Message from Neil Jenman. UPDATE & SORRY – The reader who sent this piece to us has just pointed out that he is NOT the author. It is written by finance journalist Michael Pascoe and appeared in yesterday’s edition of Crikey. I should have spotted it because I get Crikey every day and love it. Hope the Crikey team don’t mind. I strongly suggest that all who are interested in business and finance take out a trial subscription to Crikey. It’s excellent – thanks to journos like Michael Pascoe.
A Reader writes…
With banks reporting losses measured in billions, who’s going to care about another little “secure” debenture company going under with $63 million owed to 1,180 investors? Aside from those doing their dough, the answer seems to be “nobody much”.
Sandhurst Trustees appointed Ferrier Green Krejci Silvia as receivers and managers of LKM Capital Ltd on Friday, but perhaps didn’t feel an urge to publicise that. Sandhurst – owned by Bendigo and Adelaide Bank – was also the trustee for Fincorp, among others. Ferriers put out their own media release yesterday and it seems only businessspectator.com.au bothered to mention it.
There is more at stake here though than just the unfortunates who took up the invitation for “investment debentures with a trusted company”, as LKM’s website inevitably puts it.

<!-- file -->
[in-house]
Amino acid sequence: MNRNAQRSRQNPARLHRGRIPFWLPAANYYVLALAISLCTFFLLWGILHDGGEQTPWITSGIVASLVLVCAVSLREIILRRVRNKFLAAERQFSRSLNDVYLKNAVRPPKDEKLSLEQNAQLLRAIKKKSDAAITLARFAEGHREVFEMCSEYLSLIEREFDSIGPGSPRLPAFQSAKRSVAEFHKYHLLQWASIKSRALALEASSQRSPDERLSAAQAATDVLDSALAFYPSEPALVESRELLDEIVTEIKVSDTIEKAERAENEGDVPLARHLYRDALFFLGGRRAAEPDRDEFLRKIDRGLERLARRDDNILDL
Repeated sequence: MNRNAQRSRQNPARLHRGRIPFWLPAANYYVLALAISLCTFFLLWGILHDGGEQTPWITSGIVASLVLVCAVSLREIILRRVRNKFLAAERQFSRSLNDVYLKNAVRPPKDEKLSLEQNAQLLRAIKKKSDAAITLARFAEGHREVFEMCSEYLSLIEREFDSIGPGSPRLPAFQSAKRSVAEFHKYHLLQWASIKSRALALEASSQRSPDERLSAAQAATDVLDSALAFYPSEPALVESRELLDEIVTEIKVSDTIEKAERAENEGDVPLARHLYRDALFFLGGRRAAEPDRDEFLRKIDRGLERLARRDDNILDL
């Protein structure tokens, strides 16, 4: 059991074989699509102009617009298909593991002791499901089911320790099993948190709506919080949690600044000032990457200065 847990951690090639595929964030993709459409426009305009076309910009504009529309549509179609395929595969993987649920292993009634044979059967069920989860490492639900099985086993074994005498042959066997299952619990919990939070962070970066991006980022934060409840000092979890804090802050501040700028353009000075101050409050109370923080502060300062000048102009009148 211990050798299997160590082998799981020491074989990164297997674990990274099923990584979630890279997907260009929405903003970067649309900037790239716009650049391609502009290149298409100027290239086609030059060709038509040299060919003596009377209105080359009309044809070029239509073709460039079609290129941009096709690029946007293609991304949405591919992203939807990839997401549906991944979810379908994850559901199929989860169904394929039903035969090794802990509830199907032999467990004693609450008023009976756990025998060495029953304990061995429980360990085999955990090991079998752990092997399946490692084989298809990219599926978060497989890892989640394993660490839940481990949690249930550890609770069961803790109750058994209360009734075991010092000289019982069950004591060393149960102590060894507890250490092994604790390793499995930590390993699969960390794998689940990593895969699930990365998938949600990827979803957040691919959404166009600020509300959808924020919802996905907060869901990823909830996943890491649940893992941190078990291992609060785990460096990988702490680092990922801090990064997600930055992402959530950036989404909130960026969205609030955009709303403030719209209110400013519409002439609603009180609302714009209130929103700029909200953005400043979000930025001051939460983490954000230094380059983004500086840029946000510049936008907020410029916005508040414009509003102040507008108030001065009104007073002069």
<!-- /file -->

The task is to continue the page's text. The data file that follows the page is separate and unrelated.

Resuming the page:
“LKM is part of the Koops Martin Group“, we’re told, as if that’s supposed to mean something – a couple of regional lawyers who decided to expand into the asset management business, now claiming revenues of more than $50 million a year while managing $700 million worth of other people’s money.)
There are two other angles to consider:
Bad move that, because once you claim the first of the Bart Simpson defences, you are by implication on the job thereafter. And, well, Tony has been there for quite a while now and it’s still happening.
Particularly pointedly, Tony’s ASIC dropped proceedings against five Fincorp directors last month after Sandhurst said it would not fund insolvency claims brought by Fincorp’s liquidators. So much for using some of the rich profits ASIC reaps from honest Australian businesses to fearlessly pursue those accused of trading while insolvent.
And most obviously – at least to regular readers of Crikey and The SMH – is the way Tony’s ASIC stood by while the Firepower conmen shouted to the skies that they were running a massive scam.
Only now is ASIC pottering about, looking to remove a little of the horse manure from the empty Firepower stable to toss on their petunias.
So don’t worry if you missed the LKM story – there will be more. Tony’s on the job.
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